Sexual dysfunction like low libido is a common issue in men and women. In women, low libido can have numerous psychological and physical causes, but research indicates that hormone levels may play a bigger role than previously thought. A growing body of research indicates that estrogen, progesterone and libido are linked with changing hormone levels having a positive or negative impact on sexual desire.
What is Progesterone?
Progesterone is an important sex hormone that plays a role in libido, reproduction and pregnancy. Progesterone is produced in the ovaries and adrenal glands and works to regulate menstruation and prepare the body for pregnancy.
The main role of progesterone is prompting the endometrium to secrete proteins during the menstrual cycle to help it receive a fertilized egg. If implantation doesn’t happen, progesterone and estrogen levels decline and the endometrium breaks down.
From puberty to menopause, progesterone and estrogen levels in women ebb and flow with the menstrual cycle. Around the age of 35 to 40, women enter perimenopause when estrogen and progesterone levels start to fall. During perimenopause and until menopause begins, progesterone levels decline about 75 percent while estrogen levels fall 35 percent.
The Link Between Progesterone and Libido
A study has turned up evidence that there are hormonal predictors for sexual desire in women. According to the study, published in Hormones and Behavior, estrogen has a positive effect on libido with a two-day delay but progesterone has a negative effect. Researchers were able to measure an uptick in progesterone levels when study participants reported decreases in libido.
While this study indicates that high progesterone levels can reduce libido, more research indicates that it’s more important to focus on the balance between estrogen and progesterone.
Balancing Progesterone and Estrogen
Progesterone and estrogen work together in the body to regulate cell activity, sexual function and more. Estrogen is considered the primary female sex hormone and it helps with the development of sex organs, regulation of the menstrual cycle, and thickening of the endometrium. While estrogen is essential, too much estrogen can have negative health effects, including an increased risk of cancer. Progesterone works to counterbalance these negative effects of estrogen. When there is not enough progesterone to counteract estrogen, women can develop symptoms of estrogen dominance.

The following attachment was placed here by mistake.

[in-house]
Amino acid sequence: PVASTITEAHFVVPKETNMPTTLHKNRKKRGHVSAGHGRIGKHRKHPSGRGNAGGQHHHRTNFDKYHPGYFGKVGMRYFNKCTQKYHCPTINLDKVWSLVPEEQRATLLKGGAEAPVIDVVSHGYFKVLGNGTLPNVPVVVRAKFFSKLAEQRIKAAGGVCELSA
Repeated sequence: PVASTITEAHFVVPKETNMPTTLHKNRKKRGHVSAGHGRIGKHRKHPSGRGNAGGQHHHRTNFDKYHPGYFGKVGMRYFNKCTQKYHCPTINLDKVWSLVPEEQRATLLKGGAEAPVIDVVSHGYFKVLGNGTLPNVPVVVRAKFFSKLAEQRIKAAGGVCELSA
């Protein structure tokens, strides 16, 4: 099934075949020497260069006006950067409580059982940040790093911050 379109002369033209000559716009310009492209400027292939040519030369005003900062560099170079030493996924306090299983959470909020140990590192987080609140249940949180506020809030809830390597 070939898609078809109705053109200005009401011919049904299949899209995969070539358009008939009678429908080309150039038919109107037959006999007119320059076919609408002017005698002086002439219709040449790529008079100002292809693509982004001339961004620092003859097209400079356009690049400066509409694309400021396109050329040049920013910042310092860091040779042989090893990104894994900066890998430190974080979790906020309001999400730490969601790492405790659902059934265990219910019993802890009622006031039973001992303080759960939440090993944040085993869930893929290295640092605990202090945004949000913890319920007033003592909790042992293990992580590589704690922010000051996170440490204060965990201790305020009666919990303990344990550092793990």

Women who are premenopausal or in menopause are at a higher risk of being overloaded with estrogen along with progesterone deficiency. In addition to the natural hormonal decline with age, an imbalance between estrogen and progesterone can also be caused by stress, birth control pills, obesity, poor liver function and other factors.
Estrogen dominance is a common problem that can happen at any age and lead to problems like low libido, anxiety, PMS, irritability and difficulty concentrating.
While low progesterone can be problematic, research indicates that the opposite can also be true. It’s believed that high progesterone levels are responsible for premenstrual syndrome (PMS) symptoms and may suppress libido, while low levels can lead to estrogen dominance and sexual dysfunction. Research shows that progesterone—in particular the balance between estrogen and progesterone—also plays a major role in libido.
How to Naturally Increase Progesterone
Progesterone and/or estrogen imbalance are commonly treated with hormone replacement therapy (HRT). In most cases, the hormones prescribed in HRT are made from synthetic sources and do not function the same in the body as natural hormones. Synthetic hormones have also been linked with an increased risk of health problems like breast cancer and stroke.
There are no foods that supply the body with progesterone, which must be produced in the ovaries and adrenal gland. Still, there are nutrients that help reduce excess estrogen for a healthy hormonal balance and others that can help your body more effectively produce progesterone.
- Vitamin C. It’s believed that the ovaries absorb vitamin C just before ovulation. One study found women who took vitamin C had a higher pregnancy rate and progesterone levels that increased up to 77 percent.
- Vitamin B6. This vitamin helps the liver break down estrogen to bring estrogen and progesterone levels in better harmony. You can get vitamin B6 from tuna, bananas, spinach, walnuts and sweet potato.
- Zinc. This mineral supports healthy function of the ovaries and pituitary gland by stimulating the ovaries to produce progesterone and estrogen.
In addition to a healthy diet, there are other steps that can be taken to support healthy progesterone production.
Because the liver removes excess chemicals and toxins from the body, including a build-up of estrogen, it’s important to keep your liver healthy. Foods high in sulfur, such as egg yolks and garlic, can help the body remove toxins. Alcohol consumption can also dramatically impact liver function. One study published in Alcohol and Alcoholism found that women who drank moderately had much lower progesterone levels than women who did not drink.
Finally, stress reduction is also important. Stress has been found to interfere with everything from cognitive function to reproductive and sexual health. This is because chronic stress triggers the release of the stress hormones cortisol and adrenaline. The body uses progesterone to create cortisol, robbing itself of the sex hormone for the creation of the stress hormone.